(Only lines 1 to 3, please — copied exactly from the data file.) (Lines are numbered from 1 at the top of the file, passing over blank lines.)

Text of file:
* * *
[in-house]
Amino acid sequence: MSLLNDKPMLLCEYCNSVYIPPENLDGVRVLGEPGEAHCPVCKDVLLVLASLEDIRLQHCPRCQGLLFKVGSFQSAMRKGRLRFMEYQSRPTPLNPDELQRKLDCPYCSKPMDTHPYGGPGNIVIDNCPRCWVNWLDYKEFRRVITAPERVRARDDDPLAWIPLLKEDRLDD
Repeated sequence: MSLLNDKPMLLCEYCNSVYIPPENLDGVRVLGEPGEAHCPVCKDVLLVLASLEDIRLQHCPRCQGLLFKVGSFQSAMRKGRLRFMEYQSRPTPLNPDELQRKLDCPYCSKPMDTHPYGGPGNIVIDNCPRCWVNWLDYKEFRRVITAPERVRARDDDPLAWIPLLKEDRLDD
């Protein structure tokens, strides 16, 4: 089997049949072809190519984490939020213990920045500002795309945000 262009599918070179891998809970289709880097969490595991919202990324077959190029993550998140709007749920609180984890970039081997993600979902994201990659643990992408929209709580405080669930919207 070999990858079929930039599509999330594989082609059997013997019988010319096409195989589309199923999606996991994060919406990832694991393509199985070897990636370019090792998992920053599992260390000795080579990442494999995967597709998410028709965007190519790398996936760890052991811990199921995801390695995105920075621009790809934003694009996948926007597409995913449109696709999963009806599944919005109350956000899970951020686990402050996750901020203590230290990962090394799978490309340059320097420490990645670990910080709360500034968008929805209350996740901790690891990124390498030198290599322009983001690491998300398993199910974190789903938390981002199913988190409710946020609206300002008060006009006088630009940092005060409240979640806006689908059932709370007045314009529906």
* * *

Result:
[in-house]
Amino acid sequence: MSLLNDKPMLLCEYCNSVYIPPENLDGVRVLGEPGEAHCPVCKDVLLVLASLEDIRLQHCPRCQGLLFKVGSFQSAMRKGRLRFMEYQSRPTPLNPDELQRKLDCPYCSKPMDTHPYGGPGNIVIDNCPRCWVNWLDYKEFRRVITAPERVRARDDDPLAWIPLLKEDRLDD
Repeated sequence: MSLLNDKPMLLCEYCNSVYIPPENLDGVRVLGEPGEAHCPVCKDVLLVLASLEDIRLQHCPRCQGLLFKVGSFQSAMRKGRLRFMEYQSRPTPLNPDELQRKLDCPYCSKPMDTHPYGGPGNIVIDNCPRCWVNWLDYKEFRRVITAPERVRARDDDPLAWIPLLKEDRLDD